Robert Parker, Athenian Religion: A History
(Oxford: Clarendon Press, 1996), p. 35 (I corrected the accent of ἅμιλλα
in the footnote):
We learn from the Odyssey that Menelaus' steersman Phrontis son of Onetor, 'he who was most skilful among mankind at steering a ship, when the storm-winds blew hard', died and was buried at Sunium. That is perhaps an allusion to a cult of Phrontis that already existed at Sunium; and if not, the passage itself might easily have encouraged such a cult to arise. Near the temple of Athena at Sunium, a rich votive-deposit has been discovered, including a fine Proto-Attic plaque showing a ship with a very prominent helmsman. Is this Phrontis, and do these votives derive from the hypothetical cult? The suggestion is alluring.24
24 See H. Abramson, 'A Hero Shrine for Phrontis at Sounion?', CSCA 12 (1979), 1-19, who finds a new site for the cult of Phrontis first postulated by C. Picard, RA, 6th ser., 16 (1940), 5-28. 'The deposit (from a pit south-east of the temple of Athena) may belong to Phrontis even if the small temple that Abramson quite plausibly ascribes to him (8.5 m. north of the temple of Athena) does not. The Homeric passage is Od. 3.278-83. Phrontis may have presided over the ἅμιλλα νεῶν (Lys. 21.5) celebrated at Sunium, suggests Picard, 13.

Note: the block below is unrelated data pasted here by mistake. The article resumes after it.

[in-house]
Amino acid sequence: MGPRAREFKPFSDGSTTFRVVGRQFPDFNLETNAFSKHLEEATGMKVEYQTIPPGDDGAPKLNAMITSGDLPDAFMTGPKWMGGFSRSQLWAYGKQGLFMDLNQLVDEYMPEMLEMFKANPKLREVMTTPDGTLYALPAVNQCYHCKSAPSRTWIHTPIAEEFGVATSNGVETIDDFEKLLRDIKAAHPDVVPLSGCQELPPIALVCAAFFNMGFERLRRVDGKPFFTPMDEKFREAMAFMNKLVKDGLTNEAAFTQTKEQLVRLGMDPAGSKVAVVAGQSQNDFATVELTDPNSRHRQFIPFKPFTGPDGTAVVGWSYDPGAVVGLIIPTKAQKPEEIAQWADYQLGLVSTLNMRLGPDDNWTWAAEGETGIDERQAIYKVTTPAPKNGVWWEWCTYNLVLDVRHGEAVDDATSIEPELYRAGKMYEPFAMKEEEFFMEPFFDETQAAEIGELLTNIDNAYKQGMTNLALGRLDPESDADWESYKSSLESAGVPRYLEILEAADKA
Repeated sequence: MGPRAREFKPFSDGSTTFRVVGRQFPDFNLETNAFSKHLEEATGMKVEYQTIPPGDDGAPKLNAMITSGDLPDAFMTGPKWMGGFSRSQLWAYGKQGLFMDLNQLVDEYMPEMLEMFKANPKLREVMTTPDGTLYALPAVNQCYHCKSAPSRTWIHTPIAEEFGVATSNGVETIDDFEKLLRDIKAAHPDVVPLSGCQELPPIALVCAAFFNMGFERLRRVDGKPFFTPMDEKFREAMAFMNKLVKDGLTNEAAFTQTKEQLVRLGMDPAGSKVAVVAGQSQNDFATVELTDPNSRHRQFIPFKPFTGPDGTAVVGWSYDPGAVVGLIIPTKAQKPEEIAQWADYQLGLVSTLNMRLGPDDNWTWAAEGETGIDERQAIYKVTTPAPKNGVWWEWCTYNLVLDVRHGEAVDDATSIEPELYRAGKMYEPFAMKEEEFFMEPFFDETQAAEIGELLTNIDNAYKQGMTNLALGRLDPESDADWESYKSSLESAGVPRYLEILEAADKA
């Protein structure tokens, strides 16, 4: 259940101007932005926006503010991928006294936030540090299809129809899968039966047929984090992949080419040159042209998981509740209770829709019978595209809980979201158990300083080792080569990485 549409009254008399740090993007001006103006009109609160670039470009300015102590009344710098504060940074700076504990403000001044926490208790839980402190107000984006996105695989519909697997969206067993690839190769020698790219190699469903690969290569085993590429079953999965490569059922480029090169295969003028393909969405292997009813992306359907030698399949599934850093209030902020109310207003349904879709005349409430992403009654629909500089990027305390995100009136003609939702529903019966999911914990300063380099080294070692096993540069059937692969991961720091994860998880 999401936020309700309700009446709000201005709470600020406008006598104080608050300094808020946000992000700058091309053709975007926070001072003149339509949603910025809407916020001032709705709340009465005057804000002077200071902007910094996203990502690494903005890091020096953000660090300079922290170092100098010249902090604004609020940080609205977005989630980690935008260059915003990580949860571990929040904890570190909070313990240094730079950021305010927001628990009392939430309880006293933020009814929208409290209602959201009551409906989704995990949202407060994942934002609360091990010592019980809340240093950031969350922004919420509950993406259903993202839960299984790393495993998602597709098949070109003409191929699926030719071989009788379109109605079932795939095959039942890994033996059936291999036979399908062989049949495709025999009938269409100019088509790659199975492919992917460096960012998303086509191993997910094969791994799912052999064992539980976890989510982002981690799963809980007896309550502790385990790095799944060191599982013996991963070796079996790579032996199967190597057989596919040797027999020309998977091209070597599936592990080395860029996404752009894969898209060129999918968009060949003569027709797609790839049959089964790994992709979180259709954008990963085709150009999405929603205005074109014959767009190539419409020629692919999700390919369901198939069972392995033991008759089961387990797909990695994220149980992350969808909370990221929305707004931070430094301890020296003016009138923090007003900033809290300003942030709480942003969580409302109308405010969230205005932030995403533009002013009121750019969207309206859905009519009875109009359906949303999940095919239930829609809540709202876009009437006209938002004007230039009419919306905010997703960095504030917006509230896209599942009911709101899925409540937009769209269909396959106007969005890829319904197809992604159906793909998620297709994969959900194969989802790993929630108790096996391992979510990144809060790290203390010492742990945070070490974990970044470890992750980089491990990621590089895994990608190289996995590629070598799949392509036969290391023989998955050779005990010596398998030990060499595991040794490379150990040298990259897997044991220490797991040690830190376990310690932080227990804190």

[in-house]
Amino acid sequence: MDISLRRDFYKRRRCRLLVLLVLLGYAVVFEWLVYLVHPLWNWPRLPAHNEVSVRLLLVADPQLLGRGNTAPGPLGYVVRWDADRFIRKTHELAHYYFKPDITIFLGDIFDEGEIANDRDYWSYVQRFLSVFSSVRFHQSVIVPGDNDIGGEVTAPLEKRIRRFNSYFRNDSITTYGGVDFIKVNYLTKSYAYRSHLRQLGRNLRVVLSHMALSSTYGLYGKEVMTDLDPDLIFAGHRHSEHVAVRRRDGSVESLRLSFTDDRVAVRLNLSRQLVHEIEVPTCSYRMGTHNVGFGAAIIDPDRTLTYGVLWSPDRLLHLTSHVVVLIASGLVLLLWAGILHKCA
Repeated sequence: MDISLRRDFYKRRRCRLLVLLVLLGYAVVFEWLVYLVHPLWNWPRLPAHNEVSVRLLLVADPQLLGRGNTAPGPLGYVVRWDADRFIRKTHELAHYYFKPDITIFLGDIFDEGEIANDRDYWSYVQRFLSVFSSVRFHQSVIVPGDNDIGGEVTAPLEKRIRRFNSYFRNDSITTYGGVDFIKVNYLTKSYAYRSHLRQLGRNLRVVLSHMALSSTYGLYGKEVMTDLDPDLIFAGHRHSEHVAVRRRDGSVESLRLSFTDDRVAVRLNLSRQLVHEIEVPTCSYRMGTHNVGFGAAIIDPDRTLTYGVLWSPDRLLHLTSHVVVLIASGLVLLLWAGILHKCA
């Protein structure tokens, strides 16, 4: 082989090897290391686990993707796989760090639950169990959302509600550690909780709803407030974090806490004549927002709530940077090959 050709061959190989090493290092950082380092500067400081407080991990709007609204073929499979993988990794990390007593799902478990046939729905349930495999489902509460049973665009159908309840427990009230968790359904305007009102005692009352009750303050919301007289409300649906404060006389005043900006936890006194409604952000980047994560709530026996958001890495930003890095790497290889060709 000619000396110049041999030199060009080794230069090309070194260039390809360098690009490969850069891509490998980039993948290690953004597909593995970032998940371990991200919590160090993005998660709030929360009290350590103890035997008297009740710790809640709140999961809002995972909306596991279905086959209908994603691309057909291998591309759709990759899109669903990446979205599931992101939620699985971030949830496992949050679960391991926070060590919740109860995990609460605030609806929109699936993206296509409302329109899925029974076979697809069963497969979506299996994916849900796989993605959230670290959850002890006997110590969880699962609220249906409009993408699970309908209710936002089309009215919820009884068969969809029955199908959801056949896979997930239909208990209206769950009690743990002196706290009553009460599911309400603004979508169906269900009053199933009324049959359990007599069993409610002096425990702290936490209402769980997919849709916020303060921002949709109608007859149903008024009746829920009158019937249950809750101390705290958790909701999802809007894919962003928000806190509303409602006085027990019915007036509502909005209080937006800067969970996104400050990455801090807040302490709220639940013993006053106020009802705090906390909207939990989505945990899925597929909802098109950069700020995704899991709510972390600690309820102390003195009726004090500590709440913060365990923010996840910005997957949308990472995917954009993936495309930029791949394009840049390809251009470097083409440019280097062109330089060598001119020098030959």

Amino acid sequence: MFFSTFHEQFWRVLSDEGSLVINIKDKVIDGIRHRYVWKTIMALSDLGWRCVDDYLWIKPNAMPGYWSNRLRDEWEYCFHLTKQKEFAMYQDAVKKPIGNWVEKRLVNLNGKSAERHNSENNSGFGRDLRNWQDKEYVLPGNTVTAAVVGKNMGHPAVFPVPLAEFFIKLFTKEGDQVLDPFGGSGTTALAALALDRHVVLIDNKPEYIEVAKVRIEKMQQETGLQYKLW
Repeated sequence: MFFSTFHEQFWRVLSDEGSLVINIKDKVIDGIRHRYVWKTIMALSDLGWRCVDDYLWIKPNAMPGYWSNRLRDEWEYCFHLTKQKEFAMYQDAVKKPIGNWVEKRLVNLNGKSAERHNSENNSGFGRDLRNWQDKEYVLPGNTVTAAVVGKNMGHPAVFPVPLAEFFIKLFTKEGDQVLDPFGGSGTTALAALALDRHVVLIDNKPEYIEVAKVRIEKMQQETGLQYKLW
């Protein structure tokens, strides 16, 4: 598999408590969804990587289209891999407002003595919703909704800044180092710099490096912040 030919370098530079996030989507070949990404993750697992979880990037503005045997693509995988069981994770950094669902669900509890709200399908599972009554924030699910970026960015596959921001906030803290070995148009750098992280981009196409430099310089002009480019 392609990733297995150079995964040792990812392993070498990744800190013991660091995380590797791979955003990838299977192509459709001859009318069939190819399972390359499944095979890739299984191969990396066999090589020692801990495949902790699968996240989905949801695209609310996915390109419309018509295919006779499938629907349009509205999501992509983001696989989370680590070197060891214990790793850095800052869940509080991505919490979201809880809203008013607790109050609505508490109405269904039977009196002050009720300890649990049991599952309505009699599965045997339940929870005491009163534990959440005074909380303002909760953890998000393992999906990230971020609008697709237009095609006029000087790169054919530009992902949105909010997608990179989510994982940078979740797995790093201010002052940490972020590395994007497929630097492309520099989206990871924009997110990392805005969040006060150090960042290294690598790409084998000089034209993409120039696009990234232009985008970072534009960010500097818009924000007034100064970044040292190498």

3.278-285 (tr. Richmond Lattimore):
But when we came to holy Sounion, the cape of Athens,
there Phoibos Apollo, with a visitation of his painless
arrows, killed the steersman of Menelaos, the one who 280
held in his hands the steering oar of the running ship. This was
Phrontis, Onetor's son, who surpassed all the breed of mortals
in the steering of a ship whenever stormwinds were blowing.
So Menelaos, though straining for the journey, was detained
there, to bury his companion, and give him due rites. 285
ἀλλ᾽ ὅτε Σούνιον ἱρὸν ἀφικόμεθ᾽, ἄκρον Ἀθηνέων,
ἔνθα κυβερνήτην Μενελάου Φοῖβος Ἀπόλλων
οἷς ἀγανοῖς βελέεσσιν ἐποιχόμενος κατέπεφνε, 280
πηδάλιον μετὰ χερσὶ θεούσης νηὸς ἔχοντα,
Φρόντιν Ὀνητορίδην, ὃς ἐκαίνυτο φῦλ᾽ ἀνθρώπων
νῆα κυβερνῆσαι, ὁπότε σπέρχοιεν ἄελλαι.
ὣς ὁ μὲν ἔνθα κατέσχετ᾽, ἐπειγόμενός περ ὁδοῖο,
ὄφρ᾽ ἕταρον θάπτοι καὶ ἐπὶ κτέρεα κτερίσειεν. 285
The plaque, from Abramson, Plate 1 (click to enlarge):